Thoughts From Hell

aushwitz

Hell erupts on the Earth

My friend, Eden Vigil Director Lowell Bliss, traveled to Poland to attend the United Nations climate change talks, dubbed COP 24, and toured the Nazi death camp, Auschwitz. He filed Facebook reports. I found this especially poignant, and I share it with his permission.

Deadly moments for a Holocaust tourist:
1. Your tour director apologizing for the long wait in the cold to go through security, just feet away from where twice daily roll calls were held for the prisoners.
2. Saying “no thank you” to a friend who offers you a piece of chocolate because you are on a diet, and then visiting the “starvation cell” where Fr. (Maximilian) Kolbe and many others died from lack of food.
3. Enduring the inconvenience of finding two zloty to pay for the use of the WC, and then listening to the tour guide explain the toilet building at Birkenau: “The prisoners entered the building on one end and sat down. The guards began counting down from five, and then began beating the prisoners out the other end of the door, whether they were “done” or not, so that a new group could come in. The next bathroom break was not until the end of the day.”

lowell bliss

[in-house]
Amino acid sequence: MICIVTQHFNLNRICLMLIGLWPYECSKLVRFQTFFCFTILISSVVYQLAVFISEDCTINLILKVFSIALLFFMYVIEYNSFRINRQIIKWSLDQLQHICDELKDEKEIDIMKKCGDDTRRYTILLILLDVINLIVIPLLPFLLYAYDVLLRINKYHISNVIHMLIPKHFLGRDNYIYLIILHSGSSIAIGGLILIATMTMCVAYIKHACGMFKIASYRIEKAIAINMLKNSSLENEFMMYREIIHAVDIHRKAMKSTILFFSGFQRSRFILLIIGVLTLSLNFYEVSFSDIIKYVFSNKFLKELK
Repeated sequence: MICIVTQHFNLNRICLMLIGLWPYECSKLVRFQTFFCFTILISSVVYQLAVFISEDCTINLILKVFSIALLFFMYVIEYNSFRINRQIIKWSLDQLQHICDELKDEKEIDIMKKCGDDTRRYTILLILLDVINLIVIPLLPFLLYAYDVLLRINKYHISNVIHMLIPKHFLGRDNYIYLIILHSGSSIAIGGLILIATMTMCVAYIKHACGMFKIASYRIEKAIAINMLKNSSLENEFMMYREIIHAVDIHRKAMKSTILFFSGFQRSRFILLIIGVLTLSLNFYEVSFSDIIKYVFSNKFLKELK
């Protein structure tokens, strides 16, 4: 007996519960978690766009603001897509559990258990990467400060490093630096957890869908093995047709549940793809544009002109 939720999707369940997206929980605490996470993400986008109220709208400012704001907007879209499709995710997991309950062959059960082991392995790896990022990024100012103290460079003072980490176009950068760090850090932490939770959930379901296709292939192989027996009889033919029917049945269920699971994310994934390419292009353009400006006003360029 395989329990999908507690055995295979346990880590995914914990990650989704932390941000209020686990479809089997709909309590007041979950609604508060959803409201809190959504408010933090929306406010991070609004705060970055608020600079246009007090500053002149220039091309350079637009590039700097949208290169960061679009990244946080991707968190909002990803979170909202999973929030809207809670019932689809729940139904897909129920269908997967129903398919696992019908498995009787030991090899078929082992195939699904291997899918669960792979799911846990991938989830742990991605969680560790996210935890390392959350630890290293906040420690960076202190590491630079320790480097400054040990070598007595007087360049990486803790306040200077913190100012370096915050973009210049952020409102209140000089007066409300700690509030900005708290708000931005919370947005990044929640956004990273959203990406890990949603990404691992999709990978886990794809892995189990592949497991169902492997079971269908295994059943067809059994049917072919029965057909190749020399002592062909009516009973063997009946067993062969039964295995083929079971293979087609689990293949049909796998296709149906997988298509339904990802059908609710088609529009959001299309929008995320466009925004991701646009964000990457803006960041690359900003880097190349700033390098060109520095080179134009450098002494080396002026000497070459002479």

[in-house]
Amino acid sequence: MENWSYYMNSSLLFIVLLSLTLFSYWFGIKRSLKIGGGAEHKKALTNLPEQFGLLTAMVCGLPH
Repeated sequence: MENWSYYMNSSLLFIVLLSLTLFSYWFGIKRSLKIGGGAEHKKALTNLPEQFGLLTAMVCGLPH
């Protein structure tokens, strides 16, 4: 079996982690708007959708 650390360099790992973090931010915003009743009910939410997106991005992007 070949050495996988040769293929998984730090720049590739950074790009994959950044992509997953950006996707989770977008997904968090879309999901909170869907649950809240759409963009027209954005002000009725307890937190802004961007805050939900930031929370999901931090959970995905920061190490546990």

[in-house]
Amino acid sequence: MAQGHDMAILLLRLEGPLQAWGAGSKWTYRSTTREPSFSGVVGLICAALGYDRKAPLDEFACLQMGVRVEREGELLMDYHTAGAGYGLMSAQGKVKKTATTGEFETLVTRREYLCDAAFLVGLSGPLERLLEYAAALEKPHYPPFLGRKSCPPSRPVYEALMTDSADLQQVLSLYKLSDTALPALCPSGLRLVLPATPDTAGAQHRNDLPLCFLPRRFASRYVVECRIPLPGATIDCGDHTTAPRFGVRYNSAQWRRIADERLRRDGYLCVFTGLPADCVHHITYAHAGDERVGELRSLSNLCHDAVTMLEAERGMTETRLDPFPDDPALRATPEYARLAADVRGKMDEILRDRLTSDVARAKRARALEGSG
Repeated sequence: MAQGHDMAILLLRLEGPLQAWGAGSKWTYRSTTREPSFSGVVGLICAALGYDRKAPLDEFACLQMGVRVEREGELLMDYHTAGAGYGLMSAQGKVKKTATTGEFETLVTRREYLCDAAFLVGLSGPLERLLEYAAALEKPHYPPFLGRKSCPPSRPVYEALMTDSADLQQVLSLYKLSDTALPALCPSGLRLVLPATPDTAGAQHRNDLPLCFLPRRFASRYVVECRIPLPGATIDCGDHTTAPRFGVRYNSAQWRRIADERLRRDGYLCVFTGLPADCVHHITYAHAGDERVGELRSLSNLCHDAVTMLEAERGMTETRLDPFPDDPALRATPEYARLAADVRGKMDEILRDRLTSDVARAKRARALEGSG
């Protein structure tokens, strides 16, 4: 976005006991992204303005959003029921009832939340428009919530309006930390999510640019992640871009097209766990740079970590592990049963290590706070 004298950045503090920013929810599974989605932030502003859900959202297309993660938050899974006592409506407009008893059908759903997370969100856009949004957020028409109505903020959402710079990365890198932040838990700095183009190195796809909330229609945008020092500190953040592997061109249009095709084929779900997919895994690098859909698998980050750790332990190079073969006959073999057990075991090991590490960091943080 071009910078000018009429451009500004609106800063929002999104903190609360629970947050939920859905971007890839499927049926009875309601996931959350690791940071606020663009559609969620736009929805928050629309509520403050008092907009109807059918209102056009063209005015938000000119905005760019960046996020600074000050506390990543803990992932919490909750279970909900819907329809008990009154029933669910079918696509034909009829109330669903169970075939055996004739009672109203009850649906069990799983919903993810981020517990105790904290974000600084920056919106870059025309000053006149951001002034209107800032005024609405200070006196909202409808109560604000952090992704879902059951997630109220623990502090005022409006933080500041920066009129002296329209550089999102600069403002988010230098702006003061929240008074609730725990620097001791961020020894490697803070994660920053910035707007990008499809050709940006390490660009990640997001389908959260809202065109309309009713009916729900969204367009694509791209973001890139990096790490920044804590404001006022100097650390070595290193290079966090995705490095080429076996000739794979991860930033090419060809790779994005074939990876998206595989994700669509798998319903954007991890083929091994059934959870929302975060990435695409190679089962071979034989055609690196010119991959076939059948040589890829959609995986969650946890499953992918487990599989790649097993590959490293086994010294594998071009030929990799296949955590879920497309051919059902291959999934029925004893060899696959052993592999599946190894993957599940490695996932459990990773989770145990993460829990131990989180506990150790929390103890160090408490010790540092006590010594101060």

Lowell Bliss 

4. Being told before the tour begins that if you want to sit somewhere warm, you can go back to the tour bus, and then finding out that prisoners coveted the work of emptying the latrines … because it was indoors work, and the feces gave off natural heat.
5. Given the option of visiting the cafes at the museum entrance to purchase a hot cup of coffee or a slice of pizza, and then seeing the display of a prisoners daily ration: a cup of coffee in the morning, a bowl of vegetable soup (likely cabbage) after work with a slab of bread and pat of butter. This was enough calories to keep a person alive and working for an average of three months.
6. Annoyed that my price-gouger of an AirBNB has not supplied wifi for 48 hours, then imagining Corrie and Betsy ten Boom sleeping nine to a bunk, twenty-seven to a bunk bed, on straw, with only three blankets per bunk.

We all have “survivors guilt” at a scene like this, and the only antidote is gratefulness: the coffee I drank for breakfast, the blanket I slept under last night, the hot shower I took this morning, the generosity of a friend to have even offered chocolate, the communion of saints with Betsy ten Boom and Maximilliam Kolbe, the service of the Brussels Airlines flight attendants in transporting me to Poland, the opportunity to help write a different story for the world here at COP 24, — for these things, O Lord, I give thee thanks.

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About Charles Redfern

Charles Redfern is a writer, activist, and clergyman living in Connecticut with his wife and family. He's currently writing two books, with more in his head.

View all posts by Charles Redfern

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